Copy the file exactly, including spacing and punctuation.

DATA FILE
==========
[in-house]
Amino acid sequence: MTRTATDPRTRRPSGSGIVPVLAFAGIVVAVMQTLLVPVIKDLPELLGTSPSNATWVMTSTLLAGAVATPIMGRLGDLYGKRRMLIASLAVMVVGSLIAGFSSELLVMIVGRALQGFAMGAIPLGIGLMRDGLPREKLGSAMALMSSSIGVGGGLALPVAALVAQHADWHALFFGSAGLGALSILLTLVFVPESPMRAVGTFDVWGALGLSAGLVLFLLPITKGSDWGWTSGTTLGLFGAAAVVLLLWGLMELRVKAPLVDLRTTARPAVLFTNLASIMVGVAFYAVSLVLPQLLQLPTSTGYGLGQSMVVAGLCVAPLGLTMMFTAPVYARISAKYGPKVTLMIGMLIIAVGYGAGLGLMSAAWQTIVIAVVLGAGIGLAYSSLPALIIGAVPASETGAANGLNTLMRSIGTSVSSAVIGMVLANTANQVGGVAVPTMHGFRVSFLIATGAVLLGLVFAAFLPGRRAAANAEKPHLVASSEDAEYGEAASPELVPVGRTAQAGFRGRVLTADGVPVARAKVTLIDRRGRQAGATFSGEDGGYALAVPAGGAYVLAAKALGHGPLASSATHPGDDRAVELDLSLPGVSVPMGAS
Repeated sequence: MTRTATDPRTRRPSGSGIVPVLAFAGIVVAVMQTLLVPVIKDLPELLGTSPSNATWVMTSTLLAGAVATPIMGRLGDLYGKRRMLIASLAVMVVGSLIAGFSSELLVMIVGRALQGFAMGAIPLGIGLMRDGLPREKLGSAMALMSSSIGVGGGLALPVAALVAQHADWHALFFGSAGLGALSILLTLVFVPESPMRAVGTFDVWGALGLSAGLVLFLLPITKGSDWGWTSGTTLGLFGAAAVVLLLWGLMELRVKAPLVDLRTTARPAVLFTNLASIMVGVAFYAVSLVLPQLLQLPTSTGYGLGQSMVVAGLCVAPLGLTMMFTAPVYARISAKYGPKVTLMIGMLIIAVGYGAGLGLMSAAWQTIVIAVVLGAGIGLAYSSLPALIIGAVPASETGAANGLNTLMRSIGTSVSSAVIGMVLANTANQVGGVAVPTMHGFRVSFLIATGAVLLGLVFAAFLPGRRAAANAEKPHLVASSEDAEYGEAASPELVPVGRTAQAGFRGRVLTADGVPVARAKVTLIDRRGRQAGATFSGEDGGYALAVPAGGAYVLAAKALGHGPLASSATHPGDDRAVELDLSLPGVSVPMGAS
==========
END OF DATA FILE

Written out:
[in-house]
Amino acid sequence: MTRTATDPRTRRPSGSGIVPVLAFAGIVVAVMQTLLVPVIKDLPELLGTSPSNATWVMTSTLLAGAVATPIMGRLGDLYGKRRMLIASLAVMVVGSLIAGFSSELLVMIVGRALQGFAMGAIPLGIGLMRDGLPREKLGSAMALMSSSIGVGGGLALPVAALVAQHADWHALFFGSAGLGALSILLTLVFVPESPMRAVGTFDVWGALGLSAGLVLFLLPITKGSDWGWTSGTTLGLFGAAAVVLLLWGLMELRVKAPLVDLRTTARPAVLFTNLASIMVGVAFYAVSLVLPQLLQLPTSTGYGLGQSMVVAGLCVAPLGLTMMFTAPVYARISAKYGPKVTLMIGMLIIAVGYGAGLGLMSAAWQTIVIAVVLGAGIGLAYSSLPALIIGAVPASETGAANGLNTLMRSIGTSVSSAVIGMVLANTANQVGGVAVPTMHGFRVSFLIATGAVLLGLVFAAFLPGRRAAANAEKPHLVASSEDAEYGEAASPELVPVGRTAQAGFRGRVLTADGVPVARAKVTLIDRRGRQAGATFSGEDGGYALAVPAGGAYVLAAKALGHGPLASSATHPGDDRAVELDLSLPGVSVPMGAS
Repeated sequence: MTRTATDPRTRRPSGSGIVPVLAFAGIVVAVMQTLLVPVIKDLPELLGTSPSNATWVMTSTLLAGAVATPIMGRLGDLYGKRRMLIASLAVMVVGSLIAGFSSELLVMIVGRALQGFAMGAIPLGIGLMRDGLPREKLGSAMALMSSSIGVGGGLALPVAALVAQHADWHALFFGSAGLGALSILLTLVFVPESPMRAVGTFDVWGALGLSAGLVLFLLPITKGSDWGWTSGTTLGLFGAAAVVLLLWGLMELRVKAPLVDLRTTARPAVLFTNLASIMVGVAFYAVSLVLPQLLQLPTSTGYGLGQSMVVAGLCVAPLGLTMMFTAPVYARISAKYGPKVTLMIGMLIIAVGYGAGLGLMSAAWQTIVIAVVLGAGIGLAYSSLPALIIGAVPASETGAANGLNTLMRSIGTSVSSAVIGMVLANTANQVGGVAVPTMHGFRVSFLIATGAVLLGLVFAAFLPGRRAAANAEKPHLVASSEDAEYGEAASPELVPVGRTAQAGFRGRVLTADGVPVARAKVTLIDRRGRQAGATFSGEDGGYALAVPAGGAYVLAAKALGHGPLASSATHPGDDRAVELDLSLPGVSVPMGAS